Lately, I have found myself in a reflective state of mind. Reflecting on my work, my goals, the small successes of the campaigns I’ve joined (Sea World agreeing to end the breeding of its captive whales); the near misses (the slow progress of the UK government in deciding whether to close the domestic trade in ivory); and the complete misses (never getting to see Tilikum free of his Sea World enclosure, CITES not delivering lions with Appendix I protection, etc.).
I suppose it can weigh heavy.
In need of a little pick-me-up, my thoughts went to the beginning —in fact, before the beginning —to the chain of events which began the ripple that would eventually flow into the creation of this sea of words; articles; posts.
It begins with the memory of murdered photographer Julie Ward, whose book, ‘A Gentle Nature’, I won in a raffle many years ago.
Below is a vlog I made a few years back, explaining who Julie Ward is and a little bit about her tragic story.
Since that vlog was filmed, a further development arose in the Julie Ward murder case, where new DNA evidence brought detectives a step closer to finding her killers.
The following video shows a news report from BBC News in the East of England. I must apologise for the quality of the video and give pre-warning that to get the most from the video, it will require viewers to turn the volume to full. It was recorded on simple digital camera by my ever-supportive parents, and emailed to me during my year in Australia, so that I could watch it online from overseas.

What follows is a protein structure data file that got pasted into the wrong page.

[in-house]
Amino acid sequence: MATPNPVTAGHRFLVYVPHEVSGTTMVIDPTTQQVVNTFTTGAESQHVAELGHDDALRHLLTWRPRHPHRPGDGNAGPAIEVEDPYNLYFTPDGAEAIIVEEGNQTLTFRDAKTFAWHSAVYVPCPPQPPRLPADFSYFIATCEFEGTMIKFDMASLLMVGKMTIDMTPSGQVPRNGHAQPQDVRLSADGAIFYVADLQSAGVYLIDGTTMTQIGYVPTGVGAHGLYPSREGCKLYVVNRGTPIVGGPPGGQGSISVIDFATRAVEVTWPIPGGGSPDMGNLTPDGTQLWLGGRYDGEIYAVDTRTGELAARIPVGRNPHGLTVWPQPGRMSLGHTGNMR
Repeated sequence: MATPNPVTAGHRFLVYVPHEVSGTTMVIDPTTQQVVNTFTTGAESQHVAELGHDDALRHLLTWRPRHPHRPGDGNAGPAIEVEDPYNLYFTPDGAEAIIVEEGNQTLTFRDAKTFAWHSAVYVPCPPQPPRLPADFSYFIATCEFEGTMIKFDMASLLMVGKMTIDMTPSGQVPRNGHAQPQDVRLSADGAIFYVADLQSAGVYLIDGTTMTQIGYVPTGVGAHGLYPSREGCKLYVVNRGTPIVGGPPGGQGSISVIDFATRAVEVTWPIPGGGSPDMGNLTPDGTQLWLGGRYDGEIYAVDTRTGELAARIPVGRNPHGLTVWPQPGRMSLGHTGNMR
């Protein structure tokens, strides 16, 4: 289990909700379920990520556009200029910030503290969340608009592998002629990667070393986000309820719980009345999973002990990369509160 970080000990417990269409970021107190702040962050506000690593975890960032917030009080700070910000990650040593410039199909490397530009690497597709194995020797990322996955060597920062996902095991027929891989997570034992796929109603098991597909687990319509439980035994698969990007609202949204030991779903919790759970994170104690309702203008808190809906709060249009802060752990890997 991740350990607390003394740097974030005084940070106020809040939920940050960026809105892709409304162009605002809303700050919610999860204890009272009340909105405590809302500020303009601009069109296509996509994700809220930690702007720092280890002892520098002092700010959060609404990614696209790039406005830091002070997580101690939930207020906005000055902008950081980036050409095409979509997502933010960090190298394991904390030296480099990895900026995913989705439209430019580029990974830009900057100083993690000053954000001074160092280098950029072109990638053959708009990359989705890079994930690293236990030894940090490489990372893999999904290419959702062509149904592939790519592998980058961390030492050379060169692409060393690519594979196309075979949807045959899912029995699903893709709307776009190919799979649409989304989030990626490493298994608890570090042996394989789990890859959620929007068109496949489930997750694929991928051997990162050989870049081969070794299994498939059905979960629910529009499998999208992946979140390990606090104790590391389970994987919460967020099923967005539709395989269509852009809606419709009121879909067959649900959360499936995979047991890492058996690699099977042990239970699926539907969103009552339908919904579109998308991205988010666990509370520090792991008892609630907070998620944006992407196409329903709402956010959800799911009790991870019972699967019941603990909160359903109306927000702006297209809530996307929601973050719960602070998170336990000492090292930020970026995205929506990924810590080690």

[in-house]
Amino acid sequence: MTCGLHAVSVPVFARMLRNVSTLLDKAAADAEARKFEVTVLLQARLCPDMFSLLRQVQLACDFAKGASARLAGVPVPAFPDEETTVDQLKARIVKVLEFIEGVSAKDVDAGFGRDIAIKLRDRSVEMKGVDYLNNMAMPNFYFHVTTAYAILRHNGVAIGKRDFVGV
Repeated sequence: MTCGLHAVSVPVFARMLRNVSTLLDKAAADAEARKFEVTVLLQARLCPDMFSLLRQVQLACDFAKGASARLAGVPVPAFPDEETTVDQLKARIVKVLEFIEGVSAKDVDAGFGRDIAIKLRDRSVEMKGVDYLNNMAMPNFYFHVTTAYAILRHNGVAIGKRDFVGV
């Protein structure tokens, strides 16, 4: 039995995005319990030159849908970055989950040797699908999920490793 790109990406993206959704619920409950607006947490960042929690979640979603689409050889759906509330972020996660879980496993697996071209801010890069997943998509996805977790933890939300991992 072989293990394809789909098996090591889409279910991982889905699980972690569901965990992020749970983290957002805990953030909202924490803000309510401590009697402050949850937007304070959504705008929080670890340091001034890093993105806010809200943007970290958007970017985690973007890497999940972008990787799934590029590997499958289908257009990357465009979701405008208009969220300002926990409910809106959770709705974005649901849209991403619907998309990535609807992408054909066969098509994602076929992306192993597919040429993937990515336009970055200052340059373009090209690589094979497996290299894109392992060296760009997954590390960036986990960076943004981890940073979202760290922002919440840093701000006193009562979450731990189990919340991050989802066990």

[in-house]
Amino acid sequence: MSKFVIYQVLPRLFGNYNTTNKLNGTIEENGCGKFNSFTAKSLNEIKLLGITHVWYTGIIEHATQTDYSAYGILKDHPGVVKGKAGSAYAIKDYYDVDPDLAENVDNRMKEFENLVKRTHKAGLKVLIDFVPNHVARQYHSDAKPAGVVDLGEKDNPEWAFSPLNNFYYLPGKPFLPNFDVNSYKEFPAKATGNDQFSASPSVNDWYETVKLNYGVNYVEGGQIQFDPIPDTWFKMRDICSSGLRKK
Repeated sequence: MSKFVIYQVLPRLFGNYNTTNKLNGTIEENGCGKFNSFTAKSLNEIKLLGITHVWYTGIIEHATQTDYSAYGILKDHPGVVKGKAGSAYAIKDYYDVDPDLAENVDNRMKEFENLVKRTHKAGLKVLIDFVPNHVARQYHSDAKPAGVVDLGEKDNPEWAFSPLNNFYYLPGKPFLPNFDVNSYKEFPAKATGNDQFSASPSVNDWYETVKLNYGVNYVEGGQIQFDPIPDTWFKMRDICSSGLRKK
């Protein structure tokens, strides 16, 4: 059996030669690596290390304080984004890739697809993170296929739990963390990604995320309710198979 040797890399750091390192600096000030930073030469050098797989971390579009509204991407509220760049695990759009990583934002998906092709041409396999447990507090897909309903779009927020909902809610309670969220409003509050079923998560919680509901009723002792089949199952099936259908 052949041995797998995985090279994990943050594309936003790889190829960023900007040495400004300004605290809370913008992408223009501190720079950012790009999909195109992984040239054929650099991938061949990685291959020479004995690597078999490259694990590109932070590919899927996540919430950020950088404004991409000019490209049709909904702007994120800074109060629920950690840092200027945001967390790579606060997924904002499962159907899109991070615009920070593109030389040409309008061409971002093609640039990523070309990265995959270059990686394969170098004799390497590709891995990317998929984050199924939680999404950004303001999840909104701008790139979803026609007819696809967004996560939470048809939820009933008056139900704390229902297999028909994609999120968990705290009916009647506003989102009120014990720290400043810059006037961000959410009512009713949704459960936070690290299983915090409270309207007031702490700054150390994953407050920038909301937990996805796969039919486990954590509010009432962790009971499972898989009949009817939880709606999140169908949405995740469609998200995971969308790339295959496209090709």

Back in 2013 I even designed my own mini Go Go Gorilla to send out to Born Free‘s Julie Ward Education Centre at Shamwari.
The basic elements of my design were my Shamwari work t’shirt from my time as a volunteer there, the Born Free Foundation logo, and an image of Julie ward herself. Such were the reaches of their influence.
It’s wonderful to reflect on my own locality, and how where I grew up ultimately had an influence on ‘how’ I grew up. There are so many wonderful figures who have inspired my path into gentle nature and compassion conservation.
Those that I’ve followed throughout my life are: the late Joy Adamson (writer of the Born Free autobiographical tale of Elsa the lioness, and its sequels) and George Adamson (Joy’s husband, who had a lifetime of incredible conservation work in his own right, rehabilitating captive lions, such as Boy and Christian back into the wild) and the late Bill Travers and Virginia McKenna (who founded the Born Free Foundation with their son Will Travers, and whom played the roles of Joy and George Adamson in the Born Free movie).
I would also, like many people, have to cite David Attenborough in my list of conservation heroes whose footprints I would love to walk in. I am so grateful that, in blogging, I have found a way to honour those idols and to continue to grow in the shared goals; in all their triumphs, near misses, and total knock-outs.